Apparently a majority of US Supreme Court justices think it's okay to say Christian prayers at the opening of a town council meeting. There seems to be widespread agreement among all justices that there's nothing wrong with prayers as long as the town makes an effort to be inclusive. The majority opinion was written by Justice Anthony Kennedy. He says that making the prayers "nonsectarian" would be equivalent to asking the politicians to "to act as supervisors and censors of religious speech."
He also says that as long as the town tries to accommodate all faiths there's nothing wrong with prayers, even if almost all the churches were Christian [TOWN OF GREECE, NEW YORK v. GALLOWAY ET AL.].
To hold that invocations must be nonsectarian would force the legislatures that sponsor prayers and the courts that are asked to decide these cases to act as supervisors and censors of religious speech, a rule that would involve government in religious matters to a far greater degree than is the case under the town’s current practice of neither editing or approving prayers in advance nor criticizing their content after the fact.Only one of the judges put her finger on the real issue. Justice Elena Kagan said,
Finally, the Court disagrees with the view taken by the Court of Appeals that the town of Greece contravened the Establishment Clause by inviting a predominantly Christian set of ministers to lead the prayer. The town made reasonable efforts to identify all of the congregations located within its borders and represented that it would welcome a prayer by any minister or layman who wished to give one. That nearly all of the congregations in town turned out to be Christian does not reflect an aversion or bias on the part of town leaders against minority faiths. So long as the town maintains a policy of nondiscrimination, the Constitution does not require it to search beyond its borders for non-Christian prayer givers in an effort to achieve religious balancing.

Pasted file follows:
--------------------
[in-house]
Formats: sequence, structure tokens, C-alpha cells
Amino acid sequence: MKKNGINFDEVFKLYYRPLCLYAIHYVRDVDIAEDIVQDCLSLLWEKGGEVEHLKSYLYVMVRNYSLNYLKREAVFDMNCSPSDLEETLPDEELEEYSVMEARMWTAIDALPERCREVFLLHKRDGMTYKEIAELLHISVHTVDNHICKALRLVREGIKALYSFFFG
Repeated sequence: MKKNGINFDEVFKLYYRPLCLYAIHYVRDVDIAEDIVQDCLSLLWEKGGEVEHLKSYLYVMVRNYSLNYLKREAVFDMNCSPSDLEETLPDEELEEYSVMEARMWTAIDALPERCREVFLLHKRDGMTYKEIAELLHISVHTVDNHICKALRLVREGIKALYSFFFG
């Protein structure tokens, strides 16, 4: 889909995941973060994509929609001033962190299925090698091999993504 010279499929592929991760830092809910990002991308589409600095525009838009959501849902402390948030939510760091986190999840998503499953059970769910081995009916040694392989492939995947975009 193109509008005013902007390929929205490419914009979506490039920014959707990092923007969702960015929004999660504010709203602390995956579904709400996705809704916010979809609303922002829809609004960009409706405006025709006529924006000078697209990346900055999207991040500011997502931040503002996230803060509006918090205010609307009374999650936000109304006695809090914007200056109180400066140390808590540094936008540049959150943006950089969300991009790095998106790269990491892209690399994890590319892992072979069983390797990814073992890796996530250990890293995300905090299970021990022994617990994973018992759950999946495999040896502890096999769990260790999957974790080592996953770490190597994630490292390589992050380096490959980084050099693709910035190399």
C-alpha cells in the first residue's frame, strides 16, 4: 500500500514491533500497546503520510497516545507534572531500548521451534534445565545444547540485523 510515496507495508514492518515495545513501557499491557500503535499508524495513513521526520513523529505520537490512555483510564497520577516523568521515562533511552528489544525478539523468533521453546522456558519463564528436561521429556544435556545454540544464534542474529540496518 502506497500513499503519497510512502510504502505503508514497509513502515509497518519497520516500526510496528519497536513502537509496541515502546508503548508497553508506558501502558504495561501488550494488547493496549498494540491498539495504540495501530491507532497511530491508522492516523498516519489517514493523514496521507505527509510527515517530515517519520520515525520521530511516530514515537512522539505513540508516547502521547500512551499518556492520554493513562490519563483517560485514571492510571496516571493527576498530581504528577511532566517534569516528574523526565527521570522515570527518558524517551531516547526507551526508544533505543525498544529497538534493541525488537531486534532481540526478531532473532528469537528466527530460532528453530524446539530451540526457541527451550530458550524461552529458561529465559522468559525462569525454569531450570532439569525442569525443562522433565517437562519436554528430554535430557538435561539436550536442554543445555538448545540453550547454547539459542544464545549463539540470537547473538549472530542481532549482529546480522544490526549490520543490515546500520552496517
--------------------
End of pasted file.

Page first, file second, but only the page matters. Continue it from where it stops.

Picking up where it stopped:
When a person goes to court, a polling place, or an immigration proceeding — I could go on: to a zoning agency, a parole board hearing, or the DMV — government officials do not engage in sectarian worship, nor do they ask her to do likewise. They all participate in the business of government not as Christians, Jews, Muslims (and more), but only as Americans — none of them different from any other for that civic purpose. Why not, then, at a town meeting?Exactly. Why is it necessary to have prayers at town meetings? Just drop them like most cities and towns in Ontario did when our Appeals Court ruled that they violated the Charter of Rights? [see Prayer at Mississauga City Council]